The President, meanwhile, continued his anti-trade propaganda campaign on Twitter this morning:

As I’ve noted before, we’re already starting to see the negative impact from the early stages of the Trump Trade War across a wide variety of industries. The President’s decision to impose tariffs on steel and aluminum, for example, has led to increased prices for both products regardless of whether or not they come from foreign or domestic sources. This has had a negative impact on manufacturers that rely on those raw materials and on American steel and aluminum producers who have seen orders fall due to tariffs that were allegedly intended to “protect” them. Particularly hard hit in the early stages of the trade war has been the American agriculture industry, which predominates in states that Donald Trump won in 2016 and where Republicans have dominated for years. In no small part, this is due to the fact that retaliatory tariffs from nations like China have been specifically aimed at red states. Even in the early days of the trade war, the American pork industry was expressing concerns about the impact that retaliatory tariffs on business with nations such as China, which has become a huge market for American agriculture. In Iowa, it was reported that the trade war could cost soybean farmers more than $600 million this year alone, with larger losses coming if the trade war continues. We’ve also seen that the tariffs and the retaliation are beginning to have a negative impact on other American businesses and have even led iconically American brands like Harley-Davidson to move production overseas in response to retaliatory tariffs from the European Union. Just today, Harley announced that it was cutting its earnings forecasts due to the anticipated impact of the trade war on overseas sales.

As I’ve said in the past, it’s likely that the full economic impact of the President’s trade war won’t be felt immediately and may take time to show up in the economic statistics. Indeed, many analysts are expecting that the first estimate of Gross Domestic Product growth for the 2nd quarter of the year is likely to show strong growth, perhaps something north of 4%, which is a target we’ve only hit a handful of times since the end of the Great Recession. Additionally, while jobs and wage growth have both been rather anemic they have been positive and it appears that it will remain so for the time being. Additionally, while Trump’s overall job approval remains negative, his job approval on the economy is quite positive. Taking all that into account, it’s not at all clear that something as esoteric as the long-term impact of the President’s foolish and ill-advised trade policies are going to play well with voters or have much of an impact on the midterm elections. If the war continues, though, the impact will begin to spread through the economy and that could present significant political problems for the President and his party going forward.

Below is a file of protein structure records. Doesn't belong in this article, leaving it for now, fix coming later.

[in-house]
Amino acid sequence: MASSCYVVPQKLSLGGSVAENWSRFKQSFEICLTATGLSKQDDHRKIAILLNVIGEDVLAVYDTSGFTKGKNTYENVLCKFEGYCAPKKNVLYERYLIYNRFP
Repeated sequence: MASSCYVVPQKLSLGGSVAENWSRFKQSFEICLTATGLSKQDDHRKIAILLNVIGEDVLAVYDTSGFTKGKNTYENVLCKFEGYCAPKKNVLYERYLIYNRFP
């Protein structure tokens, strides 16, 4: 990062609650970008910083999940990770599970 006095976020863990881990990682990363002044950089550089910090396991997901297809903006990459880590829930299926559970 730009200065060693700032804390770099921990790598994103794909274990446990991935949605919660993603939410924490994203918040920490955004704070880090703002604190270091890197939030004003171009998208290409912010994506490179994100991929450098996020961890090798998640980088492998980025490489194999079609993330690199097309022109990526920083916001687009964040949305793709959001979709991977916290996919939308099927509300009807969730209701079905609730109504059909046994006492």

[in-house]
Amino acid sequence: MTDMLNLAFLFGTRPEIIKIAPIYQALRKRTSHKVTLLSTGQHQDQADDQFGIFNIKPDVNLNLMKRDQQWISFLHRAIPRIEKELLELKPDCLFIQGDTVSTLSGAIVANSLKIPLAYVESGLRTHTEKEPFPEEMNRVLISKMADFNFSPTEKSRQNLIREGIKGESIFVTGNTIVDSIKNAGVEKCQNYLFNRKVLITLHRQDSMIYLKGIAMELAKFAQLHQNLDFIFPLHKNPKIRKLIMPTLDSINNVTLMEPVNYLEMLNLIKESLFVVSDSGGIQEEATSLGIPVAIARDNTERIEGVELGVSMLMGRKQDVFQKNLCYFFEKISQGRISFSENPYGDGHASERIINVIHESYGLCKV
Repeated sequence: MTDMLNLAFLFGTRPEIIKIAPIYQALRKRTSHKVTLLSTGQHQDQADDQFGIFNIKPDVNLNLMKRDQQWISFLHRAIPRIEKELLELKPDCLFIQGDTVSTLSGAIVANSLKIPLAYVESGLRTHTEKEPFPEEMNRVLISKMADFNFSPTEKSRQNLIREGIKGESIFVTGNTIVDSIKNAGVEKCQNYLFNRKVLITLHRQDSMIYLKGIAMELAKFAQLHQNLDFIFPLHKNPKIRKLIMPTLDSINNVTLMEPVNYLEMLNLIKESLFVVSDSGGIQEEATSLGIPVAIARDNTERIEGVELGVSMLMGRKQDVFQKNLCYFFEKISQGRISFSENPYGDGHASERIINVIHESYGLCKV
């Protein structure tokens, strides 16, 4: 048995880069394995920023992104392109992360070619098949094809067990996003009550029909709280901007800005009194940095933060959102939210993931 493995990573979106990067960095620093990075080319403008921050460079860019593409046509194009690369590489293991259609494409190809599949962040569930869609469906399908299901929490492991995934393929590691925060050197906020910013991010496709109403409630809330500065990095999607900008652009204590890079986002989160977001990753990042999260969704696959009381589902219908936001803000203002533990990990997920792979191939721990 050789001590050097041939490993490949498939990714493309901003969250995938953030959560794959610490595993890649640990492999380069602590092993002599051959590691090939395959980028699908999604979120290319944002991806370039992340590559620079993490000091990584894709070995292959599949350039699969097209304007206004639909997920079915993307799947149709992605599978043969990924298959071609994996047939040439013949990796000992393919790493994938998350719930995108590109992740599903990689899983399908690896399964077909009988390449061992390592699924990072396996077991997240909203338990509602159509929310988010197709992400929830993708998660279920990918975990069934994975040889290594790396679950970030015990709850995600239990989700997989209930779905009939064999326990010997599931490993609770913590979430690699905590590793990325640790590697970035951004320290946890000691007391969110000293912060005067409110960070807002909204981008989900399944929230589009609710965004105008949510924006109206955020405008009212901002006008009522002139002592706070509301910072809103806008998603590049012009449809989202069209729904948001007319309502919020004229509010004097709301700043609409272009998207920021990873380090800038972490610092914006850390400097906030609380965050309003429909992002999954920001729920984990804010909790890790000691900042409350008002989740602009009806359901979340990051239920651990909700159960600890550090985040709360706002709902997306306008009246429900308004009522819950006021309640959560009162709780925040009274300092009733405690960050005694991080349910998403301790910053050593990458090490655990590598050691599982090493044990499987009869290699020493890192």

FILED UNDER: Campaign 2018, Campaign 2020, Donald Trump, Economics and Business, International Trade, Politicians, US Politics
Doug Mataconis
About Doug Mataconis
Doug holds a B.A. in Political Science from Rutgers University and J.D. from George Mason University School of Law. He joined the staff of OTB in May 2010. Before joining OTB, he wrote at Below The BeltwayThe Liberty Papers, and United Liberty Follow Doug on Twitter | Facebook

Comments

  1. Hal_10000 says: